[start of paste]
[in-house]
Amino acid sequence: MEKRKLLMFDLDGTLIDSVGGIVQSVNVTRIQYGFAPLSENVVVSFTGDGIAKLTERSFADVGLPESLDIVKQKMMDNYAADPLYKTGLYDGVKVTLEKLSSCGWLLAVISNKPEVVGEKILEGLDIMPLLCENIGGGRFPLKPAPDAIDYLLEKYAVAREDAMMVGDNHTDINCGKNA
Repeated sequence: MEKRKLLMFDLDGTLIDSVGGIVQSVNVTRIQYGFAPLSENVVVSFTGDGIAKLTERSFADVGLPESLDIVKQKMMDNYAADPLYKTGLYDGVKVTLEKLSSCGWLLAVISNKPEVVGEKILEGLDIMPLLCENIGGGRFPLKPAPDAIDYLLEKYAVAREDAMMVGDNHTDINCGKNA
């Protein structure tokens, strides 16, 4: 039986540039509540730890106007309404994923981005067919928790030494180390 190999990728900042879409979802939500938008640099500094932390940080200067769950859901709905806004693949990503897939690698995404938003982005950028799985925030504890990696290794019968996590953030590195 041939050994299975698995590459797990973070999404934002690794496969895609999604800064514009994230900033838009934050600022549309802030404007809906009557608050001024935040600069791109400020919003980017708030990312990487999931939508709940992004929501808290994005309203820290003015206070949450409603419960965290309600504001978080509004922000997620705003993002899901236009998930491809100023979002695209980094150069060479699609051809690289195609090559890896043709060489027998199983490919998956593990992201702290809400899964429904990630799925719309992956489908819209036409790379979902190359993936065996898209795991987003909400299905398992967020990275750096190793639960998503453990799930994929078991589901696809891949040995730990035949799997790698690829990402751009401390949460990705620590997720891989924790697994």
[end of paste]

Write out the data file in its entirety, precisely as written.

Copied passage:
[in-house]
Amino acid sequence: MEKRKLLMFDLDGTLIDSVGGIVQSVNVTRIQYGFAPLSENVVVSFTGDGIAKLTERSFADVGLPESLDIVKQKMMDNYAADPLYKTGLYDGVKVTLEKLSSCGWLLAVISNKPEVVGEKILEGLDIMPLLCENIGGGRFPLKPAPDAIDYLLEKYAVAREDAMMVGDNHTDINCGKNA
Repeated sequence: MEKRKLLMFDLDGTLIDSVGGIVQSVNVTRIQYGFAPLSENVVVSFTGDGIAKLTERSFADVGLPESLDIVKQKMMDNYAADPLYKTGLYDGVKVTLEKLSSCGWLLAVISNKPEVVGEKILEGLDIMPLLCENIGGGRFPLKPAPDAIDYLLEKYAVAREDAMMVGDNHTDINCGKNA
């Protein structure tokens, strides 16, 4: 039986540039509540730890106007309404994923981005067919928790030494180390 190999990728900042879409979802939500938008640099500094932390940080200067769950859901709905806004693949990503897939690698995404938003982005950028799985925030504890990696290794019968996590953030590195 041939050994299975698995590459797990973070999404934002690794496969895609999604800064514009994230900033838009934050600022549309802030404007809906009557608050001024935040600069791109400020919003980017708030990312990487999931939508709940992004929501808290994005309203820290003015206070949450409603419960965290309600504001978080509004922000997620705003993002899901236009998930491809100023979002695209980094150069060479699609051809690289195609090559890896043709060489027998199983490919998956593990992201702290809400899964429904990630799925719309992956489908819209036409790379979902190359993936065996898209795991987003909400299905398992967020990275750096190793639960998503453990799930994929078991589901696809891949040995730990035949799997790698690829990402751009401390949460990705620590997720891989924790697994």